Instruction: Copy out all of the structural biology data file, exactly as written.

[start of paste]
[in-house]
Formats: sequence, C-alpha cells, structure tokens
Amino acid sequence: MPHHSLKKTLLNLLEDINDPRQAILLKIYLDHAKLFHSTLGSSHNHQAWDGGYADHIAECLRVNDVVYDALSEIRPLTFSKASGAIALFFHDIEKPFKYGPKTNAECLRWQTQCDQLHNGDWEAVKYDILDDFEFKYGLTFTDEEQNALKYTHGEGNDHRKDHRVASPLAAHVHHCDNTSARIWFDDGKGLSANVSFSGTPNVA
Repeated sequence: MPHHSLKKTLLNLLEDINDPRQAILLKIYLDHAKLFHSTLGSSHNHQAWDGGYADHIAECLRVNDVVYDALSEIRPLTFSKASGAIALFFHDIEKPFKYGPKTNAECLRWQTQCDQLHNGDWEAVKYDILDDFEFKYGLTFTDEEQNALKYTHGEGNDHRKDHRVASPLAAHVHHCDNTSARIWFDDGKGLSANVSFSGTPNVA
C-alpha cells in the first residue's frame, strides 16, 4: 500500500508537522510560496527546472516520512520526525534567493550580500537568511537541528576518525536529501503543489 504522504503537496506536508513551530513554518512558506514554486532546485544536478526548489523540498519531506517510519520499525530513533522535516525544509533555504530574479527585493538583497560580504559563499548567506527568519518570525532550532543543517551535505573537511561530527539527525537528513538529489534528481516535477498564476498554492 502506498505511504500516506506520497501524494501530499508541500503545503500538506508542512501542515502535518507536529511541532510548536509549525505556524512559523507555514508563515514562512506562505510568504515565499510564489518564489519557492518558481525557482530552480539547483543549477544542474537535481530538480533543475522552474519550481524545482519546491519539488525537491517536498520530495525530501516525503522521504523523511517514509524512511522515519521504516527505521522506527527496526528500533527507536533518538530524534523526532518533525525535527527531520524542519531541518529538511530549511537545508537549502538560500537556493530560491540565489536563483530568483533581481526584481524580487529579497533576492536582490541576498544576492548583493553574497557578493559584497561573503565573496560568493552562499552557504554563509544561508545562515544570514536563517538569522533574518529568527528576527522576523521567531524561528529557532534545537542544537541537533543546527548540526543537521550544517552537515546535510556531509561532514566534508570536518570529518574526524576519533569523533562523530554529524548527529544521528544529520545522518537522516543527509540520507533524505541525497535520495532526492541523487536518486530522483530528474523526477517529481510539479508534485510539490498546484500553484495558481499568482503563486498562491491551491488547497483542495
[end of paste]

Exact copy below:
[in-house]
Formats: sequence, C-alpha cells, structure tokens
Amino acid sequence: MPHHSLKKTLLNLLEDINDPRQAILLKIYLDHAKLFHSTLGSSHNHQAWDGGYADHIAECLRVNDVVYDALSEIRPLTFSKASGAIALFFHDIEKPFKYGPKTNAECLRWQTQCDQLHNGDWEAVKYDILDDFEFKYGLTFTDEEQNALKYTHGEGNDHRKDHRVASPLAAHVHHCDNTSARIWFDDGKGLSANVSFSGTPNVA
Repeated sequence: MPHHSLKKTLLNLLEDINDPRQAILLKIYLDHAKLFHSTLGSSHNHQAWDGGYADHIAECLRVNDVVYDALSEIRPLTFSKASGAIALFFHDIEKPFKYGPKTNAECLRWQTQCDQLHNGDWEAVKYDILDDFEFKYGLTFTDEEQNALKYTHGEGNDHRKDHRVASPLAAHVHHCDNTSARIWFDDGKGLSANVSFSGTPNVA
C-alpha cells in the first residue's frame, strides 16, 4: 500500500508537522510560496527546472516520512520526525534567493550580500537568511537541528576518525536529501503543489 504522504503537496506536508513551530513554518512558506514554486532546485544536478526548489523540498519531506517510519520499525530513533522535516525544509533555504530574479527585493538583497560580504559563499548567506527568519518570525532550532543543517551535505573537511561530527539527525537528513538529489534528481516535477498564476498554492 502506498505511504500516506506520497501524494501530499508541500503545503500538506508542512501542515502535518507536529511541532510548536509549525505556524512559523507555514508563515514562512506562505510568504515565499510564489518564489519557492518558481525557482530552480539547483543549477544542474537535481530538480533543475522552474519550481524545482519546491519539488525537491517536498520530495525530501516525503522521504523523511517514509524512511522515519521504516527505521522506527527496526528500533527507536533518538530524534523526532518533525525535527527531520524542519531541518529538511530549511537545508537549502538560500537556493530560491540565489536563483530568483533581481526584481524580487529579497533576492536582490541576498544576492548583493553574497557578493559584497561573503565573496560568493552562499552557504554563509544561508545562515544570514536563517538569522533574518529568527528576527522576523521567531524561528529557532534545537542544537541537533543546527548540526543537521550544517552537515546535510556531509561532514566534508570536518570529518574526524576519533569523533562523530554529524548527529544521528544529520545522518537522516543527509540520507533524505541525497535520495532526492541523487536518486530522483530528474523526477517529481510539479508534485510539490498546484500553484495558481499568482503563486498562491491551491488547497483542495